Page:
When the Status changes to Load Complete the task has finished and you will be able to see migrated data in your target bucket (dcp-macie).

Inside each folder you can see parquet file(s) with names similar to LOAD00000001.parquet. Now you can use Macie to discover if you have sensitive data in your database contents as exported to S3.

Step 3 – Running a Classification Job with Amazon Macie

Now you need to create a data classification job so you can assess the contents of your S3 bucket. The job you create will run once and evaluate the complete contents of your S3 bucket to determine whether it can identify PII among the data. As mentioned earlier, this job only uses the managed identifiers available with Macie – you could also add your own custom identifiers.

    1. Go to the Amazon Macie console.
    2. Select the S3 buckets option in the left menu.

Choose the S3 bucket dcp-macie containing the output data from the DMS task. You may need to wait a minute and select the Refresh icon if the bucket names do not display.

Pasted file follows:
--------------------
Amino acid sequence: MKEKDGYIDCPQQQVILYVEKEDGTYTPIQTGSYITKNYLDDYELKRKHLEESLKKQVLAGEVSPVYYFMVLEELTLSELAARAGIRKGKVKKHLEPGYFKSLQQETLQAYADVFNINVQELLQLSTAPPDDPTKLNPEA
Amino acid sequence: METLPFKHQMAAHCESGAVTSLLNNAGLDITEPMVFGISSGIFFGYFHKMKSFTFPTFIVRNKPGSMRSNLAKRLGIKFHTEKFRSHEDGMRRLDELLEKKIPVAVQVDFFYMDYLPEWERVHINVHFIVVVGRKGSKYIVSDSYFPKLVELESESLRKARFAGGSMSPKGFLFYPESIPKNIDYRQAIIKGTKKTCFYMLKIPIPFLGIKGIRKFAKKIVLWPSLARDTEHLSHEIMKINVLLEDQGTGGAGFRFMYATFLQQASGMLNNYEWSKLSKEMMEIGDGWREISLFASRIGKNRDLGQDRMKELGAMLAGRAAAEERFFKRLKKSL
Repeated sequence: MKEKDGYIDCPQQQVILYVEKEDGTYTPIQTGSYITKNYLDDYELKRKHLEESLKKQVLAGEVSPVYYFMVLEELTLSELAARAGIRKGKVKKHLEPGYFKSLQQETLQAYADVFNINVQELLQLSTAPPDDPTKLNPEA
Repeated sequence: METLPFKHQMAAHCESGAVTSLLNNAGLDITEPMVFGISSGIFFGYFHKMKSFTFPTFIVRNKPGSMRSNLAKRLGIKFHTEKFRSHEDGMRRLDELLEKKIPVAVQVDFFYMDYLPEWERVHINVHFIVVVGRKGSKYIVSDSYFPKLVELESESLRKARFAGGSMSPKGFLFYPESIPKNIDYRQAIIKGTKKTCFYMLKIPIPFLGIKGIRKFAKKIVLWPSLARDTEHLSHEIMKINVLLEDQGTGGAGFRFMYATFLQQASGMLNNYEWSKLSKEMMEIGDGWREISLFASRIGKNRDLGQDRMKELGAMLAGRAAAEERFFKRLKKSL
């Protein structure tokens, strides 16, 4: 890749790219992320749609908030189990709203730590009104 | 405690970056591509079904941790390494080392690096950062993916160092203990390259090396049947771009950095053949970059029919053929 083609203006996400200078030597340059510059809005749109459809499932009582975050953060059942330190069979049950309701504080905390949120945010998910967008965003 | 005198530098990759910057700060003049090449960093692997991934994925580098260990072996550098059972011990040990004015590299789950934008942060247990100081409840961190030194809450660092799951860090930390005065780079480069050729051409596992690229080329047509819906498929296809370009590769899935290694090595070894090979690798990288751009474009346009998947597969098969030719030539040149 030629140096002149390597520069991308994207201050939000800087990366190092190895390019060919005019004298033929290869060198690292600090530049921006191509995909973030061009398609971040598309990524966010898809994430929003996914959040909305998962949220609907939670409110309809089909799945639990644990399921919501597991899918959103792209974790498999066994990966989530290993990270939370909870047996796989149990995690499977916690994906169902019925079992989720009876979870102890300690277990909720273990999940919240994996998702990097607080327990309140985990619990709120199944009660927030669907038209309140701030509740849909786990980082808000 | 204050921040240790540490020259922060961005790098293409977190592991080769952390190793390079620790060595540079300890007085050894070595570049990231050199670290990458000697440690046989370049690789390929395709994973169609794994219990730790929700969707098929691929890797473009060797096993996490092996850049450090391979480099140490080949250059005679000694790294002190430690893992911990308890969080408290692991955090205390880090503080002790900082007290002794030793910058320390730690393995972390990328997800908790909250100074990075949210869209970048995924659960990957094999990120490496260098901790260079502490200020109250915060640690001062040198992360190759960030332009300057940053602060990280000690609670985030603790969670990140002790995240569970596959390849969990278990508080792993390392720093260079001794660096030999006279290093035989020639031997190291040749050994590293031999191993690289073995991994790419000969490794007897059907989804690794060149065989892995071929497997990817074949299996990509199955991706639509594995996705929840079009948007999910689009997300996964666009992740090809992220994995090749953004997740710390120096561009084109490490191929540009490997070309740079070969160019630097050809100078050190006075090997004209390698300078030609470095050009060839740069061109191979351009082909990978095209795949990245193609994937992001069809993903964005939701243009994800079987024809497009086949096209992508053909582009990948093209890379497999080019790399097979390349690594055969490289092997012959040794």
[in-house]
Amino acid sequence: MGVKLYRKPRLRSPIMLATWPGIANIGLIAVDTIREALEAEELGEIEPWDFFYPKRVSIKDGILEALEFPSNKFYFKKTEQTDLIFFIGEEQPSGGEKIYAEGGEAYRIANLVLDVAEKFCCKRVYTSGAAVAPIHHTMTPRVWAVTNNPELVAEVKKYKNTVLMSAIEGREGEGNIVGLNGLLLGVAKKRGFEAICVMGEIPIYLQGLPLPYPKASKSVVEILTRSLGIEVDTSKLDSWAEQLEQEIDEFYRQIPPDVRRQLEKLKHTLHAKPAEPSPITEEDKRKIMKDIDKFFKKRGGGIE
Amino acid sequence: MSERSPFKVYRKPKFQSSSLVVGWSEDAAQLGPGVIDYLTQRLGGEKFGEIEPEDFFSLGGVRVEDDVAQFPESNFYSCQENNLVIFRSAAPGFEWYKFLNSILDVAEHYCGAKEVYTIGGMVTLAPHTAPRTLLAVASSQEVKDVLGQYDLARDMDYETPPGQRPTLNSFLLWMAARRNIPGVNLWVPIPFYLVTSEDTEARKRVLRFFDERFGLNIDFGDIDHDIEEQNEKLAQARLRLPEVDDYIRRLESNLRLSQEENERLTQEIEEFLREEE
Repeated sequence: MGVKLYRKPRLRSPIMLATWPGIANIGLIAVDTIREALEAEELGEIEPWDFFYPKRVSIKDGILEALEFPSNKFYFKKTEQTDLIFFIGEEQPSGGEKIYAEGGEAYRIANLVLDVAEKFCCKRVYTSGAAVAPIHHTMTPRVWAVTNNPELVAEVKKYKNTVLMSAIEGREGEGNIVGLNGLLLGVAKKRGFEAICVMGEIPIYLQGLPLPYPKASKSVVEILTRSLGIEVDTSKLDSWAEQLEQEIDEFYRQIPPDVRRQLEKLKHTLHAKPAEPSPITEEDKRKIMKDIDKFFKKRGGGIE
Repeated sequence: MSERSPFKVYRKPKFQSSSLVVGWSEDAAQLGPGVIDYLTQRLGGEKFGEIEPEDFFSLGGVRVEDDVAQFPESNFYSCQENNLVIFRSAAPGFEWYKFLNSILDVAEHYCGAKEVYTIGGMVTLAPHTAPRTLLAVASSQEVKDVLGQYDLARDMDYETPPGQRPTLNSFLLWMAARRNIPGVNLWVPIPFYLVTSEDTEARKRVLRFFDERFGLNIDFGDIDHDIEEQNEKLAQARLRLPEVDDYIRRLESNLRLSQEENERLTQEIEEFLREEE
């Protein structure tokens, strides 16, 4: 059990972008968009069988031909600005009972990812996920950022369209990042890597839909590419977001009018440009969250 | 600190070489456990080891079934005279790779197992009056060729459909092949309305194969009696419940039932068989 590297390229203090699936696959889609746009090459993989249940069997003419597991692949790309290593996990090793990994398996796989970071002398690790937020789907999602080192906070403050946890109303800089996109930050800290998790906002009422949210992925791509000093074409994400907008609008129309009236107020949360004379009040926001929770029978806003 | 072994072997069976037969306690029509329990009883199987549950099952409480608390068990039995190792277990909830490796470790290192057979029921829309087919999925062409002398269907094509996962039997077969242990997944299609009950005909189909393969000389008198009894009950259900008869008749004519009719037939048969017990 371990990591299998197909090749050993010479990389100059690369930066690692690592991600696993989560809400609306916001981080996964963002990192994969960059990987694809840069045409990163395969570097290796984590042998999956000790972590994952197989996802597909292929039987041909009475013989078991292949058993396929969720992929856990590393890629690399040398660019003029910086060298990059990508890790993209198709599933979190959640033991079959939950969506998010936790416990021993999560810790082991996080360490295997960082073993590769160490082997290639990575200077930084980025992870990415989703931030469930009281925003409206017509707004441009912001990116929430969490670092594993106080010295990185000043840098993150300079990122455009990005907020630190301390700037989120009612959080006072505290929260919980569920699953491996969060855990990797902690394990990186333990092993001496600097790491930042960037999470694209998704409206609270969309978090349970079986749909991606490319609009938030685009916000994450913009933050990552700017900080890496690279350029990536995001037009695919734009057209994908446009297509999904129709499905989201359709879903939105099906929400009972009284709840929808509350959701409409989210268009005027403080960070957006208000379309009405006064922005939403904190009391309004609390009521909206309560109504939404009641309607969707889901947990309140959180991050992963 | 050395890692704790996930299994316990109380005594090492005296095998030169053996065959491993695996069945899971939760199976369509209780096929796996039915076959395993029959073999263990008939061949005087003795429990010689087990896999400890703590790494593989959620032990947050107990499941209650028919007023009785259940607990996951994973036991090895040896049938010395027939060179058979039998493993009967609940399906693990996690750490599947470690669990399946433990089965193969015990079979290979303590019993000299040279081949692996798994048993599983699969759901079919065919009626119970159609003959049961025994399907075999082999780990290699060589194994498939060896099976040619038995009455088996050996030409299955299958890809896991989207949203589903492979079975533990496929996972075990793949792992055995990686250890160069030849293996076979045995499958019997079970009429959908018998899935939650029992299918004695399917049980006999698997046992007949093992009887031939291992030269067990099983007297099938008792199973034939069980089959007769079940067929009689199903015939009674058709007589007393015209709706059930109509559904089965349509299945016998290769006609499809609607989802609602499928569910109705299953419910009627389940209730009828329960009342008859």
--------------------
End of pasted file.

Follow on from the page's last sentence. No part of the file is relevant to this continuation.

1. Select Create job.
  2. Select Next to continue.
  3. Create a job with the following scope.
    1. Sensitive data Discovery options: One-time job
    2. Sampling Depth: 100%
    3. Leave all other settings with their default values
  4. Select Next to continue.
  5. Select Next again to skip past the Custom data identifiers section.
  6. Give the job a name and description.
  7. Select Next to continue.
  8. Verify the details of the job you have created and select Submit to continue.

You will see a green banner stating that The Job was successfully created. The job can take up to 15 minutes to conclude and the Status will change from Active to Complete. To open the findings from the job, select the job’s check box, choose Show results, and select Show findings.

Figure 2: Macie Findings screen

Figure 2: Macie Findings screen

 

Note: You can navigate in the findings and select each checkbox to see the details.

Step 4 – Enabling querying on classification job results with Amazon Athena

  1. Go to the Athena console and open the Query editor.
  2. If it’s your first-time using Athena you will see a message Before you run your first query, you need to set up a query result location in Amazon S3. Learn more. Select the link presented with this message.